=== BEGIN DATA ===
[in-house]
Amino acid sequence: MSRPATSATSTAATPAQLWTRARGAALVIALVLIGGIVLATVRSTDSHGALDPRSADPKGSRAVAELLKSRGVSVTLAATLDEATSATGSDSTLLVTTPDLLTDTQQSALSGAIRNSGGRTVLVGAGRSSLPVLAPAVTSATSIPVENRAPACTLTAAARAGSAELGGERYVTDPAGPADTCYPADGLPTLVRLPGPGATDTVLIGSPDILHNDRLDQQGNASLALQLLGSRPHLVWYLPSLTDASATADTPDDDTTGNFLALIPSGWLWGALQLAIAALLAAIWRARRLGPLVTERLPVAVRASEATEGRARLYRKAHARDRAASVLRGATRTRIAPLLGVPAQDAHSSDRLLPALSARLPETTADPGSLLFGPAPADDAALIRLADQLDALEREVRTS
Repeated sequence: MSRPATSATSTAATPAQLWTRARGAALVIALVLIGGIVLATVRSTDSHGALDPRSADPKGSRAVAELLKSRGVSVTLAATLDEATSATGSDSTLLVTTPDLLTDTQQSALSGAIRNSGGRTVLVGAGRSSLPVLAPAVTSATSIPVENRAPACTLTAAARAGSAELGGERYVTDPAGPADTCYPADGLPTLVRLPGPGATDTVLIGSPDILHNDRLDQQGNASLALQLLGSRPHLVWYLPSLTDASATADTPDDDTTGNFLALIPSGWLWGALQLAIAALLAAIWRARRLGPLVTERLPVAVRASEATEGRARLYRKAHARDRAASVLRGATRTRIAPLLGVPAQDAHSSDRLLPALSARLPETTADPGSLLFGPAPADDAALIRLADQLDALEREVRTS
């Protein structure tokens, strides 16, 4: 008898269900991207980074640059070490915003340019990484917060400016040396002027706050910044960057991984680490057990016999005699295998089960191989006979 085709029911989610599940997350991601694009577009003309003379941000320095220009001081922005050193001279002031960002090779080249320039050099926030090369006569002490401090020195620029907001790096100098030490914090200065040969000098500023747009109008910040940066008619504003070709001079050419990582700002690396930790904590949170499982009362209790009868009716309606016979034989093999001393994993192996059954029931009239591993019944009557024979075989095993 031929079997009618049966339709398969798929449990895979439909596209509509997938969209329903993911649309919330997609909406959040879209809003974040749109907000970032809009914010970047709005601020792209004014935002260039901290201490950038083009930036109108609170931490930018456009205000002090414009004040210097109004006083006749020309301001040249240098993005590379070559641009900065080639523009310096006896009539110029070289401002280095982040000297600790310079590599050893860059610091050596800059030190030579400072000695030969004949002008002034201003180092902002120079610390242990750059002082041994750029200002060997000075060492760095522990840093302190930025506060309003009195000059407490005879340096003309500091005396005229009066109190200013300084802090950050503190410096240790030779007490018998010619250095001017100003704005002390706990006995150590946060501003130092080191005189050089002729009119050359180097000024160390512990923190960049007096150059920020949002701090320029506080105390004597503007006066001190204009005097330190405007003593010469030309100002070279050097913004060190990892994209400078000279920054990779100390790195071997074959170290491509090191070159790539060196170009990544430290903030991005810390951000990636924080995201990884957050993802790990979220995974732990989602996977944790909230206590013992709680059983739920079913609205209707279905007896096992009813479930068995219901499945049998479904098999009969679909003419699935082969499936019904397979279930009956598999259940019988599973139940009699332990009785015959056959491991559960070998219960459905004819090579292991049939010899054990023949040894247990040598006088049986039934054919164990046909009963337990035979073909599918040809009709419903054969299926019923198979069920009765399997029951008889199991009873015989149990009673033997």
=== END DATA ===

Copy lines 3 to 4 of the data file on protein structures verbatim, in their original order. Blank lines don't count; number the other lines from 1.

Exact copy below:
Repeated sequence: MSRPATSATSTAATPAQLWTRARGAALVIALVLIGGIVLATVRSTDSHGALDPRSADPKGSRAVAELLKSRGVSVTLAATLDEATSATGSDSTLLVTTPDLLTDTQQSALSGAIRNSGGRTVLVGAGRSSLPVLAPAVTSATSIPVENRAPACTLTAAARAGSAELGGERYVTDPAGPADTCYPADGLPTLVRLPGPGATDTVLIGSPDILHNDRLDQQGNASLALQLLGSRPHLVWYLPSLTDASATADTPDDDTTGNFLALIPSGWLWGALQLAIAALLAAIWRARRLGPLVTERLPVAVRASEATEGRARLYRKAHARDRAASVLRGATRTRIAPLLGVPAQDAHSSDRLLPALSARLPETTADPGSLLFGPAPADDAALIRLADQLDALEREVRTS
């Protein structure tokens, strides 16, 4: 008898269900991207980074640059070490915003340019990484917060400016040396002027706050910044960057991984680490057990016999005699295998089960191989006979 085709029911989610599940997350991601694009577009003309003379941000320095220009001081922005050193001279002031960002090779080249320039050099926030090369006569002490401090020195620029907001790096100098030490914090200065040969000098500023747009109008910040940066008619504003070709001079050419990582700002690396930790904590949170499982009362209790009868009716309606016979034989093999001393994993192996059954029931009239591993019944009557024979075989095993 031929079997009618049966339709398969798929449990895979439909596209509509997938969209329903993911649309919330997609909406959040879209809003974040749109907000970032809009914010970047709005601020792209004014935002260039901290201490950038083009930036109108609170931490930018456009205000002090414009004040210097109004006083006749020309301001040249240098993005590379070559641009900065080639523009310096006896009539110029070289401002280095982040000297600790310079590599050893860059610091050596800059030190030579400072000695030969004949002008002034201003180092902002120079610390242990750059002082041994750029200002060997000075060492760095522990840093302190930025506060309003009195000059407490005879340096003309500091005396005229009066109190200013300084802090950050503190410096240790030779007490018998010619250095001017100003704005002390706990006995150590946060501003130092080191005189050089002729009119050359180097000024160390512990923190960049007096150059920020949002701090320029506080105390004597503007006066001190204009005097330190405007003593010469030309100002070279050097913004060190990892994209400078000279920054990779100390790195071997074959170290491509090191070159790539060196170009990544430290903030991005810390951000990636924080995201990884957050993802790990979220995974732990989602996977944790909230206590013992709680059983739920079913609205209707279905007896096992009813479930068995219901499945049998479904098999009969679909003419699935082969499936019904397979279930009956598999259940019988599973139940009699332990009785015959056959491991559960070998219960459905004819090579292991049939010899054990023949040894247990040598006088049986039934054919164990046909009963337990035979073909599918040809009709419903054969299926019923198979069920009765399997029951008889199991009873015989149990009673033997």